You might recall back in mid-2015 we chatted about the Australian Securities and Investments Commission – or ASIC – and its push to make it easier to prosecute company executives and directors for overseeing poor business culture that leads to very poor business performance.
We spoke then of it representing a seismic shift on the governance landscape and it’s good to learn that the rumblings continue, this time in the corridors of some of the world’s most prestigious accounting firms.
Just recently, KPMG announced that it has broken with a century-long tradition of hiring only accounting and economics graduates for its auditing section by taking on 42 graduates in this area who boast none of these qualifications. Rather, they come with what are termed “soft skills” – in areas such as mathematics, IT, social science…and even counter terrorism.
What’s more, KPMG anticipates that one-third of its almost 400 audit graduate intake this year will have no accounting background.
And it’s all because of the shifting sands of what was traditionally the auditing environment. The anticipated new corporate reporting rules will demand that the modern external auditor of today and tomorrow is no longer required to audit only accounts, look at revenue and expenses and carry out random spot checks on internal controls and financial systems before signing off on a company’s accounts.
It’s poised to be an altogether more sophisticated undertaking, where, with so much these days being done by IT systems, data analytics will become increasingly central to the audit process.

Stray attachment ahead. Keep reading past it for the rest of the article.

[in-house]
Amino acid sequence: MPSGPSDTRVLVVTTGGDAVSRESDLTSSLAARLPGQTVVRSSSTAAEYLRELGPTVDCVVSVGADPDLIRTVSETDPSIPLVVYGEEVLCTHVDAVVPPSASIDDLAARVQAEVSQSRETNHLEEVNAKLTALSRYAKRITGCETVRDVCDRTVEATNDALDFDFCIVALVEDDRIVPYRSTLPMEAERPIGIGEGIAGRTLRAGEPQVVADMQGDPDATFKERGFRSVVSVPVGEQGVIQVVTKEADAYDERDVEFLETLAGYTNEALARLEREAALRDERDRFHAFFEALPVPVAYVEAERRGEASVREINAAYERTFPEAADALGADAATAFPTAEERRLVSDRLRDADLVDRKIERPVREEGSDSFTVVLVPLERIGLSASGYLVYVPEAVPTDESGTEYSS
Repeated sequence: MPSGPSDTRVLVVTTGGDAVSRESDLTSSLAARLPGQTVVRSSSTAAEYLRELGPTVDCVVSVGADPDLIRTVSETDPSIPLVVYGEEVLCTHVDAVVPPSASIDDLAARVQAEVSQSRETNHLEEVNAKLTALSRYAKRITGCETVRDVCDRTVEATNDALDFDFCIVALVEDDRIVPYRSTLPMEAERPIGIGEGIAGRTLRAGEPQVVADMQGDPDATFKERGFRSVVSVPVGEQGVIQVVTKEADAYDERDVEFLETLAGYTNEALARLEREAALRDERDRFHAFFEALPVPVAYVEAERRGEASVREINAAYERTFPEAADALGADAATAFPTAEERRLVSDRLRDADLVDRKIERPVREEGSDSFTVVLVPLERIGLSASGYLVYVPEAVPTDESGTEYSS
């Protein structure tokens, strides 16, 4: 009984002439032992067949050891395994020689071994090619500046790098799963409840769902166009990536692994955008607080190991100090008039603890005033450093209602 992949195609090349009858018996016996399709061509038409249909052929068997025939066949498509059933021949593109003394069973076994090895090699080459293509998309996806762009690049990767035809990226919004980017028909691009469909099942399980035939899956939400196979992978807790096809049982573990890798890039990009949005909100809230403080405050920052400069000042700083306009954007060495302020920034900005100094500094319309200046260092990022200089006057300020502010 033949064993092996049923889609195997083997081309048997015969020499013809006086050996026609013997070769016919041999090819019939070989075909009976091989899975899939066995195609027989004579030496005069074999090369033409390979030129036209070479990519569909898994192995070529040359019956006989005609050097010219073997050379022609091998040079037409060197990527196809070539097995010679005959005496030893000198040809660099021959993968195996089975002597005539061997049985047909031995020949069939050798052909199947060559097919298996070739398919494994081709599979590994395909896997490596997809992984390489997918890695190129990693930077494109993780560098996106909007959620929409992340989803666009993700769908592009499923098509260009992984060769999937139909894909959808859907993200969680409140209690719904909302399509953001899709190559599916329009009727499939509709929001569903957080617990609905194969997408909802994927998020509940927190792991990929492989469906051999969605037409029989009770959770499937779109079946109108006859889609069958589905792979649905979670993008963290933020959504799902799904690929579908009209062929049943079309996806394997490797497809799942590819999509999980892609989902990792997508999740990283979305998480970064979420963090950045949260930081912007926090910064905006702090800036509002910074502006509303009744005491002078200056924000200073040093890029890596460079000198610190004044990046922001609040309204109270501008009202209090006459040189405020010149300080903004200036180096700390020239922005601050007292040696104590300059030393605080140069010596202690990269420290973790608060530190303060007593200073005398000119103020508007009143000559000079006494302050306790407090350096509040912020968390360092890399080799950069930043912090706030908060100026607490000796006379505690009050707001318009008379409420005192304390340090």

So KPMG has moved to bring diversity to its auditing division by complementing its traditional auditors with those who can think beyond the numbers. And I understand that another of the big players, PricewaterhouseCoopers, is carrying out a lot of extra training on technology skills, for precisely the same reason.
It seems clear that the auditor of the future will be a very different animal from that of even five years ago and will be required to also look into the corporate culture on the grounds that bad culture often leads to bad conduct and equally bad outcomes.
This will allow them to appreciate how culture influences conduct and best of all, will place them in a position – and hopefully early in the piece – where they can flag cultural issues that could lead to corporate collapse and advise and assist accordingly.
This is good news for all of us out there who might have an interest in or be shareholders of publicly listed companies and a wake-up call for any recalcitrant boards and executives out there.
For surely if the big accounting firms are increasingly seeking a mix of accounting and economics graduates and those with lateral, innovative and social skills, that should tell us where the corporate world is heading?
And that’s where forward-thinking boards should already be – or at least be heading.